We at Hopper have always appreciated the importance of collecting and analyzing user behavior data - and we have a lot of user behavior data. Users set up 4.5 million “Watches” per month, telling Hopper which trip they’d ultimately like to book and trusting the app to monitor prices for them. Requesting a “Watch” exposes users to notifications on price changes, flash sales, and alternative deals. We send around 1.5 million push notifications per day, and the average Hopper user launches the app once every six days. All this amounts to billions of data points on user behavior per month. It is important to note that we do not distribute personal information.
We use all of this data in many ways — from improving our forecasts to building recommendation systems that help travelers find the perfect flight (in fact, more than 20% of our sales are driven by these recommendations: trips that users never asked for but the app knew to suggest) — all to better understand how we can make Hopper more valuable to our users.
In a perfect world, we would interview each Hopper user and ask them specifically what they like about the app, and what they’d like us to change. But, with over 40M users from around the world, collecting this type of explicit feedback might take a while. Instead, we need to infer users’ successes and pain-points from behavioral data — which acts as a form of “implicit feedback.”
Although we learn a lot about our users from behavioral data, deciphering how users feel from implicit feedback will always be more difficult than simply letting them tell us themselves. That’s why whenever we have the chance to utilize explicit feedback, we make the most of it.
One such source of explicit feedback is app reviews: hundreds of thousands of users have rated Hopper with a star rating, along with a free-form text review on what they do/don’t like about the app:
There’s no limit to the ways users can deliver feedback in a text-based review. This makes this natural-language dataset very powerful, but also difficult to work with, as it’s more unstructured than tabular data.
One way to learn from reviews data is to manually read them. Although this provides valuable anecdotes, one cannot hope to aggregate high-level insights into users’ satisfaction levels, qualms, and requests by reading reviews on their own, due to the sheer volume of reviews coming in each day. In order to extract these insights, we must employ Natural Language Processing techniques that are designed to help understand patterns in large text datasets.
Let’s break down how we use a technique called Sentiment Analysis to learn from unstructured data in our app reviews, and how we use these learnings to make Hopper users’ lives better when planning travel.
How “Happy” is this word? Dictionary-based sentiment analysis on reviews
“Sentiment Analysis” is the automatic process of extracting the attitude of an author towards their subject matter from written or spoken language. In our context, we want to understand a reviewer’s opinion — either positive or negative — about Hopper from their review.
Unlike other natural language datasets, such as Tweets or Reddit comments, app reviews come “pre-labeled” with a summary of the author’s sentiment — namely the star rating. Presumably, authors who leave a five-star rating have a more positive outlook towards Hopper than those who leave a one-star review. We monitor our star ratings to make sure that overall sentiment towards Hopper is improving over time.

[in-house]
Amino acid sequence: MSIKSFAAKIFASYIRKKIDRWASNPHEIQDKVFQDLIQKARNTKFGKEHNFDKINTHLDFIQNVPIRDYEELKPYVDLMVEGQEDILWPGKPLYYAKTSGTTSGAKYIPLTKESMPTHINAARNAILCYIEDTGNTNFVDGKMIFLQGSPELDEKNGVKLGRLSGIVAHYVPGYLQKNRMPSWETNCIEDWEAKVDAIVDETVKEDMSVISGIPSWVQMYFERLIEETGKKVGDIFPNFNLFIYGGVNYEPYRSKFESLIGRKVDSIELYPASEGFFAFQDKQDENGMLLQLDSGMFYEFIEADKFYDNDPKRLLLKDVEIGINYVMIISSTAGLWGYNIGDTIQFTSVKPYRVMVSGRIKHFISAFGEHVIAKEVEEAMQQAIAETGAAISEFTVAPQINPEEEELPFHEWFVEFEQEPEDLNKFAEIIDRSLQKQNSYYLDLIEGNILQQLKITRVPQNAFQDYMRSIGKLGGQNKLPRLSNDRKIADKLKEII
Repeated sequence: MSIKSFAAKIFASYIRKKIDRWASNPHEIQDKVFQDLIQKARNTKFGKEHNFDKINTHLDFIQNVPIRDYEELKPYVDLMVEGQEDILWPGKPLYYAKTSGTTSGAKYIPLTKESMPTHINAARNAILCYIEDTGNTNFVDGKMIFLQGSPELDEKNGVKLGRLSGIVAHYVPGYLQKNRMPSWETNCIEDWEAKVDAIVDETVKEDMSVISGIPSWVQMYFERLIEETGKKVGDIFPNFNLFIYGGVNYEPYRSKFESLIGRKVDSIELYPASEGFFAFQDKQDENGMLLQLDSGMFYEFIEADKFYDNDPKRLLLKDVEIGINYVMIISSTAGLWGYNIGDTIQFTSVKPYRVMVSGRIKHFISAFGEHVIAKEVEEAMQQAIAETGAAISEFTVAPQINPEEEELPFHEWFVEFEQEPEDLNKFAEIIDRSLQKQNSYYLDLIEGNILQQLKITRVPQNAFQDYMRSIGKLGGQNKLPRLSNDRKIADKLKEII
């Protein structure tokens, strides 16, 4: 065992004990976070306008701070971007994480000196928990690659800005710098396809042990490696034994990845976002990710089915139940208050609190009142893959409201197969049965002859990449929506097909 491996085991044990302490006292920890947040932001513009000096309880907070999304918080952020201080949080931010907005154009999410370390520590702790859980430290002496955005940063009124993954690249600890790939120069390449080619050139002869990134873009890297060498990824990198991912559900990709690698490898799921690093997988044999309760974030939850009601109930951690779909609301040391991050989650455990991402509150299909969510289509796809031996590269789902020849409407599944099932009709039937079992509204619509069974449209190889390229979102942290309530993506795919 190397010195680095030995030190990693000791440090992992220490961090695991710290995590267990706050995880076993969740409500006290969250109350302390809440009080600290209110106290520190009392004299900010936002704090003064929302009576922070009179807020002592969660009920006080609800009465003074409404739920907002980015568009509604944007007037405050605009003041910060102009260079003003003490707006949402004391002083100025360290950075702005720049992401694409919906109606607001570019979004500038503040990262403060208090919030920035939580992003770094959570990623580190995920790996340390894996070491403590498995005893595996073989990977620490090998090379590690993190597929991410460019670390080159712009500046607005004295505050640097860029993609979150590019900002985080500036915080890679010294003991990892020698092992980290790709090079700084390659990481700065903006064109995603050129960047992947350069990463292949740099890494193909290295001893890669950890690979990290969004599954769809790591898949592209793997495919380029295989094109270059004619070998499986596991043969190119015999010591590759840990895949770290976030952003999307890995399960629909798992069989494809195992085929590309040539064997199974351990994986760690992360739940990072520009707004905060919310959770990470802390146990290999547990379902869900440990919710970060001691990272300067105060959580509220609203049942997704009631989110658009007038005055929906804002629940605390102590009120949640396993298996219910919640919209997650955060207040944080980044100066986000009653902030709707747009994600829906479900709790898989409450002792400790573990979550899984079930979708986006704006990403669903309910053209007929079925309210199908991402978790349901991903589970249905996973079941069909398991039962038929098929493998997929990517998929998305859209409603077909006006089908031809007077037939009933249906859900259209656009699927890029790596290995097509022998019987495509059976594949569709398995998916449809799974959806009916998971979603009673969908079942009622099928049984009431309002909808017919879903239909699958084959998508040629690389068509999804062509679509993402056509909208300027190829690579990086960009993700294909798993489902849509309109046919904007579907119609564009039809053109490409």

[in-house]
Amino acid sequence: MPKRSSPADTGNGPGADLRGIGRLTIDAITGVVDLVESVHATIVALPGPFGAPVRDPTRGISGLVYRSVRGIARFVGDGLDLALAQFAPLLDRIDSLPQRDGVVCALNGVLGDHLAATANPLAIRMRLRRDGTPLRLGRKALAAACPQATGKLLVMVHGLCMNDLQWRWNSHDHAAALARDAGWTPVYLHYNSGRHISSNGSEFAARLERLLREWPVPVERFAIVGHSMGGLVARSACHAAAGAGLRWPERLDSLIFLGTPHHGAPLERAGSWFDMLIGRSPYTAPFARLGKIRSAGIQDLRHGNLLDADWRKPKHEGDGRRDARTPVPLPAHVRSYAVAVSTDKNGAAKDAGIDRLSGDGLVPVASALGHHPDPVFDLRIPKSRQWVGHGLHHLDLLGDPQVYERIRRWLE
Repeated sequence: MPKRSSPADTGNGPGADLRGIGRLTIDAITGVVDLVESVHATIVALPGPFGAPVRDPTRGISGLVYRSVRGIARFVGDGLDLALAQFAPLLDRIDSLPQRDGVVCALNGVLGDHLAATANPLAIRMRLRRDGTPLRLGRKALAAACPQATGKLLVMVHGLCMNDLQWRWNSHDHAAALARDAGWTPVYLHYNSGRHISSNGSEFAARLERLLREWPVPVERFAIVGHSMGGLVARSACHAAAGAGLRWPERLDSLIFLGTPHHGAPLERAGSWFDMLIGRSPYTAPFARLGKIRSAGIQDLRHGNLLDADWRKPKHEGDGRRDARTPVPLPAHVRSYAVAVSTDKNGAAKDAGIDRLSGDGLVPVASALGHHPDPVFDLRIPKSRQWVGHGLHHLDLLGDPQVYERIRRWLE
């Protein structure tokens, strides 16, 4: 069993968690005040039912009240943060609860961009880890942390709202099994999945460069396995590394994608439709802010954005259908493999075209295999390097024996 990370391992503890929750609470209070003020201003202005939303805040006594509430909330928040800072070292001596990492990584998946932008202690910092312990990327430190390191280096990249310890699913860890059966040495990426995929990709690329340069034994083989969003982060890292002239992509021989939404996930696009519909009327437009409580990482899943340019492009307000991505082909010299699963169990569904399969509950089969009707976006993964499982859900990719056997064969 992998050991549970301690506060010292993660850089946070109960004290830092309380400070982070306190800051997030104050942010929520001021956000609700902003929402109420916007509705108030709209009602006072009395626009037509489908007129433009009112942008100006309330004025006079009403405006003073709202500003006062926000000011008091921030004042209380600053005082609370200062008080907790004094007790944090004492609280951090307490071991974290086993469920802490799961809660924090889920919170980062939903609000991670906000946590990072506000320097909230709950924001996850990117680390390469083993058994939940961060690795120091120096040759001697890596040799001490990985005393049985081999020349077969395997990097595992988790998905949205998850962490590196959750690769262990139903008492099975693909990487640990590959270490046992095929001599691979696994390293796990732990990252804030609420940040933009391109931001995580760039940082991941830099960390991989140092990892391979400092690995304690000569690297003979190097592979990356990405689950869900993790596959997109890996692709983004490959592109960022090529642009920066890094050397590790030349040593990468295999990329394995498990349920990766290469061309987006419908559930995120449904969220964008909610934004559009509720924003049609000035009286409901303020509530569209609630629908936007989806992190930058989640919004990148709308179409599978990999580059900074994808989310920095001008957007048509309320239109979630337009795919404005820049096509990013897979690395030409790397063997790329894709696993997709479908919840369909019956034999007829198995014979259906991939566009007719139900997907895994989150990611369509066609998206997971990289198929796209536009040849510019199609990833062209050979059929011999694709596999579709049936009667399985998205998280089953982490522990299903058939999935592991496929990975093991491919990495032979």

While star ratings provide a summary of how users feel about their experience, they don’t tell us why users feel the way they do. What about the app do they like and would want to see more of? What frustrates them about our app and would like to see changed?
To address these questions, we need to dig into the reviews themselves and try to understand what led the user to give the rating they did. If we assume that the overall sentiment of a review is composed of the sentiment of each word in that review, then the positive/negative words in a review give us a clue into what led the user towards their overall sentiment — the star rating.
To retrieve the sentiment of each word, we can use a hand-labeled dictionary, which assigns a “sentiment score” to each word. One popular dictionary is the AFINN Lexicon, which labels each word in the lexicon with a sentiment score between -5 (most negative) and 5 (most positive).
For example: consider two example reviews with one and five-star ratings, respectively. Positive words (AFINN score greater than 0) are highlighted in green, while negative scores are highlighted in red:
As expected, users who leave reviews with poor ratings are more likely to use negative words in their reviews, while users who leave positive reviews use more positive words. This supports the idea that a review’s overall sentiment can be approximated as the sum of the sentiment of each constituent word.
Looking at the two example reviews above, one may see how identifying strongly negative and positive words in a review informs us as to why the user feels negatively or positively about Hopper. In the first example, the words expensive and convoluted hint that this user is not impressed with the prices and flight options he/she saw. In the second example, the words easy and intuitive show that the user was pleased by a smooth experience on Hopper.
By investigating the commonly used words with positive and negative sentiment, we can better understand which aspects of Hopper people appreciate and features we should continue to build out, and where we need to improve the most.